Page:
2. We need platforms to spur innovation
Platforms like Kiva and impact investors like Acumen are working as the R&D department for the broader education industry. They are giving new financing and operating models a chance to test their validity and gather data, using philanthropic capital, be it crowdfunded or not, to give the industry some breathing time.
We need more of these platforms and innovators. They are taking positions in a growing education market and creating a different approach to financing education, which, “win” or “lose,” will benefit thousands of small and large education operators and hundreds of millions of students in the years to come. Wedu has been blessed to come across many of these partners and more are joining us in the search for answers.
3. The fix is in the mix
No one single actor will ever fix all the problems associated with financing of education; we need to look at all stakeholders. The whole world needs to gather together and recognize that creating a more efficient education financing system is in the best interest of everybody. Governments want to create a more effective labor force for their economies, employers want to have abundant qualified human capital for their innovation, parents want to see the potential of their children and the students themselves are seeking meaningful employment. Each of these actors controls financial resources that can be channeled to finance education in different forms at different times.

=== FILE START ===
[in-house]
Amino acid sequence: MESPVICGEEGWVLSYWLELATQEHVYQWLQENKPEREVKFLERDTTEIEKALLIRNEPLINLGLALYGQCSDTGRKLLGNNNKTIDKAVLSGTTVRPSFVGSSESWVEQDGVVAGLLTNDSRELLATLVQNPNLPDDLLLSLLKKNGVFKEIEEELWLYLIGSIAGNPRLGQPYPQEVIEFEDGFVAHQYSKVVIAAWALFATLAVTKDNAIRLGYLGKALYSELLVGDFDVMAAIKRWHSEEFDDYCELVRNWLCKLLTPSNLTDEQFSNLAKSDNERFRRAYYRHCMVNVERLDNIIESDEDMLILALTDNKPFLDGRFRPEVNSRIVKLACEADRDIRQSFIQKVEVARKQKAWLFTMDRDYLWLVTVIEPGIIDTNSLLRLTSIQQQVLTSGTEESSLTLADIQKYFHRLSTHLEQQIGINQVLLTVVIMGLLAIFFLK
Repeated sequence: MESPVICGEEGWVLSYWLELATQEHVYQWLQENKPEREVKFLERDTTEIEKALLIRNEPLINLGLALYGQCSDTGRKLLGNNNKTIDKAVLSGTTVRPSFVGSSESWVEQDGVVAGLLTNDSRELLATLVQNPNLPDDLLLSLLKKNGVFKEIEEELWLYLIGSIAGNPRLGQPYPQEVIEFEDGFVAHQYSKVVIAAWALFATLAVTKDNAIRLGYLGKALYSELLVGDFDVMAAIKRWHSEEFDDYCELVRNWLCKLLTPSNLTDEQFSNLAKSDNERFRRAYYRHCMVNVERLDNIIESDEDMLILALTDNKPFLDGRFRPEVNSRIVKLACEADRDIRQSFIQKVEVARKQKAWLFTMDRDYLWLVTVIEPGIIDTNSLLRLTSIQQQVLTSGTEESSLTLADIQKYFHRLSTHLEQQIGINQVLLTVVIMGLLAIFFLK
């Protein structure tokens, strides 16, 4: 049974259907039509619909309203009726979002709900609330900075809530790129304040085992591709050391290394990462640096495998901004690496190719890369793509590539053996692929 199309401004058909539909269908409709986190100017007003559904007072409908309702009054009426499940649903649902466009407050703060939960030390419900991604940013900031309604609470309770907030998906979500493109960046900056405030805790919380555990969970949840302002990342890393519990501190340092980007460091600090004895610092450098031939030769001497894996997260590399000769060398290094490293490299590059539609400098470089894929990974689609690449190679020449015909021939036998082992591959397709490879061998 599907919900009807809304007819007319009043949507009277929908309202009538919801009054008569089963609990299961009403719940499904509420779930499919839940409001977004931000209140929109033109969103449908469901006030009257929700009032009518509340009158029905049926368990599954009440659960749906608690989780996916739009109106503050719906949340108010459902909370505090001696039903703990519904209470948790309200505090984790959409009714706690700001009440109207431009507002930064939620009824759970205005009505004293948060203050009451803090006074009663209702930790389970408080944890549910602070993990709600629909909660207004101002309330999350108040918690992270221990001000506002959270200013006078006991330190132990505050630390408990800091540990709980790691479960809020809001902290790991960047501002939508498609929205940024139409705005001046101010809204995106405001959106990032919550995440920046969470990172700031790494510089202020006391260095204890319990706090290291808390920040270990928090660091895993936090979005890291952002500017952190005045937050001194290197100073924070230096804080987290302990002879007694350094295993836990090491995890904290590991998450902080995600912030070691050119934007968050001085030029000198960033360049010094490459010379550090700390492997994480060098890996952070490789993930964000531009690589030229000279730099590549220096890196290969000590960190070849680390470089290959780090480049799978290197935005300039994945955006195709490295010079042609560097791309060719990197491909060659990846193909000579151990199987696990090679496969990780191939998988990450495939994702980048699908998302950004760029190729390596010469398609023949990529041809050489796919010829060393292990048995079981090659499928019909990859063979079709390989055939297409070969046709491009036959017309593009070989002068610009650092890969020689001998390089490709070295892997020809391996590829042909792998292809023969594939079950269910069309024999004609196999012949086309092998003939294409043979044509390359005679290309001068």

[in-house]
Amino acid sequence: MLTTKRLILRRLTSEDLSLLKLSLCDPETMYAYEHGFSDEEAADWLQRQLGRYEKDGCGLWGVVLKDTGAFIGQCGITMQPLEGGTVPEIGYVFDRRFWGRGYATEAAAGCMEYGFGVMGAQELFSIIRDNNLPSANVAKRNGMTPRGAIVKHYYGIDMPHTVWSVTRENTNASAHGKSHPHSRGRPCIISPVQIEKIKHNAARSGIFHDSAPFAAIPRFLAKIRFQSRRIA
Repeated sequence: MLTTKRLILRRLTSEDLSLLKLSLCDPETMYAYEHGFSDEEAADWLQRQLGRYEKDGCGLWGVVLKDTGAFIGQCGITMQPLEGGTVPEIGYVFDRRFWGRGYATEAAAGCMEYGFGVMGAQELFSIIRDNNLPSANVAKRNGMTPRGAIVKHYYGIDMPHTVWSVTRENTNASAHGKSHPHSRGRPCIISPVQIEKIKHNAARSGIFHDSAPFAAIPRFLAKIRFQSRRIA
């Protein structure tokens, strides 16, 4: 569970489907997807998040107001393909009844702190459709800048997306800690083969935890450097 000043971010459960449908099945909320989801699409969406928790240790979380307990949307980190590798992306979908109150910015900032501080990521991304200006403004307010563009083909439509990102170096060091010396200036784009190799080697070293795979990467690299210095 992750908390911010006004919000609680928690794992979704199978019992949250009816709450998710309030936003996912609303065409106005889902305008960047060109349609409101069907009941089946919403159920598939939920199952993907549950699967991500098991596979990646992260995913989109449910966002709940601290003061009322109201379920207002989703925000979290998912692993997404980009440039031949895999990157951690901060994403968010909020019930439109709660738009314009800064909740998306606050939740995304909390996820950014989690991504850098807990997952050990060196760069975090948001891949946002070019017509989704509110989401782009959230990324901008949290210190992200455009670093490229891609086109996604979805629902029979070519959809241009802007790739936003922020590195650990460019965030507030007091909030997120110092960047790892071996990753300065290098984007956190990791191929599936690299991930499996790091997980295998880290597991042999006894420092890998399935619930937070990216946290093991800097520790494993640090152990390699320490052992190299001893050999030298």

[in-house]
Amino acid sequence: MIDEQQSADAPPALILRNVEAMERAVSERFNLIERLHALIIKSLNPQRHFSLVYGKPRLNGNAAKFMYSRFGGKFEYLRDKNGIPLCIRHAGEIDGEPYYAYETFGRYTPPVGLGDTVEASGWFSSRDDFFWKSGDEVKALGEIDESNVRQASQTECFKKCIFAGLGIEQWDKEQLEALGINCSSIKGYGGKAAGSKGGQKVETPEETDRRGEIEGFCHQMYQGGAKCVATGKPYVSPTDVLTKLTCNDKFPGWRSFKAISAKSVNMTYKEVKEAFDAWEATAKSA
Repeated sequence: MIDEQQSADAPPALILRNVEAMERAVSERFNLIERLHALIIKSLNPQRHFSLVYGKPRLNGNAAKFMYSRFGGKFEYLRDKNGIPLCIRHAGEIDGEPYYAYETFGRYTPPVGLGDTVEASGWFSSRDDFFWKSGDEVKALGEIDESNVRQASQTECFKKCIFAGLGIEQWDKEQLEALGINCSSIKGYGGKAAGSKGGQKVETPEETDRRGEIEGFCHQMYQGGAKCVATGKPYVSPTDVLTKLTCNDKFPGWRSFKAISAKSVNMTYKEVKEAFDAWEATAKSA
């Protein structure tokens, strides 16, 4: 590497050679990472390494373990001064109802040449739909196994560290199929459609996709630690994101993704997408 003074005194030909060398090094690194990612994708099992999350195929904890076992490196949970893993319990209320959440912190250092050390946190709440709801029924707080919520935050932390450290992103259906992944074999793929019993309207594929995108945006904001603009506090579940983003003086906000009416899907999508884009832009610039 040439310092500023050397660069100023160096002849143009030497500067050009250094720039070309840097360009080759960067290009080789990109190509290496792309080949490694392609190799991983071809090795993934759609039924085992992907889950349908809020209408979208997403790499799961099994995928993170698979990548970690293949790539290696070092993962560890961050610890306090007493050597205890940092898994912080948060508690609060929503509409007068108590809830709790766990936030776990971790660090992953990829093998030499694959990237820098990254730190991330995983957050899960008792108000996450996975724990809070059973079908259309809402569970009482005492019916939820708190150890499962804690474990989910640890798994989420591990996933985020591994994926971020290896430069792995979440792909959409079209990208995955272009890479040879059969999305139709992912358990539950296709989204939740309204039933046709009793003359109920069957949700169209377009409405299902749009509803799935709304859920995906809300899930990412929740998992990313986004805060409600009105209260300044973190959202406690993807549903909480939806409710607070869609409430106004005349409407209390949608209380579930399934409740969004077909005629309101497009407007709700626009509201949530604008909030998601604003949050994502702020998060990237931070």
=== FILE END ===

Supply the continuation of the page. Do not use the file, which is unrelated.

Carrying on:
Government subsidies are the most important form of financing for education worldwide. But what if they were tied to the success of students, say, five years after graduation? Scholarships are useful and should be expanded to subsidize those whose family savings are not enough. Student loans can be made more efficient with sophisticated pricing models that reward high performance and FISAs will be critical to match the often volatile cash flow of new graduates.
Like we used to say in Italy: è la somma che fa il totale. “It’s the sum that makes the total.”
There is an emerging industry of financing for education, a growing global conversation and more and more diverse models being tested. Now, what are you going to do about it?
Mario Ferro is the co-founder and CEO of Wedu.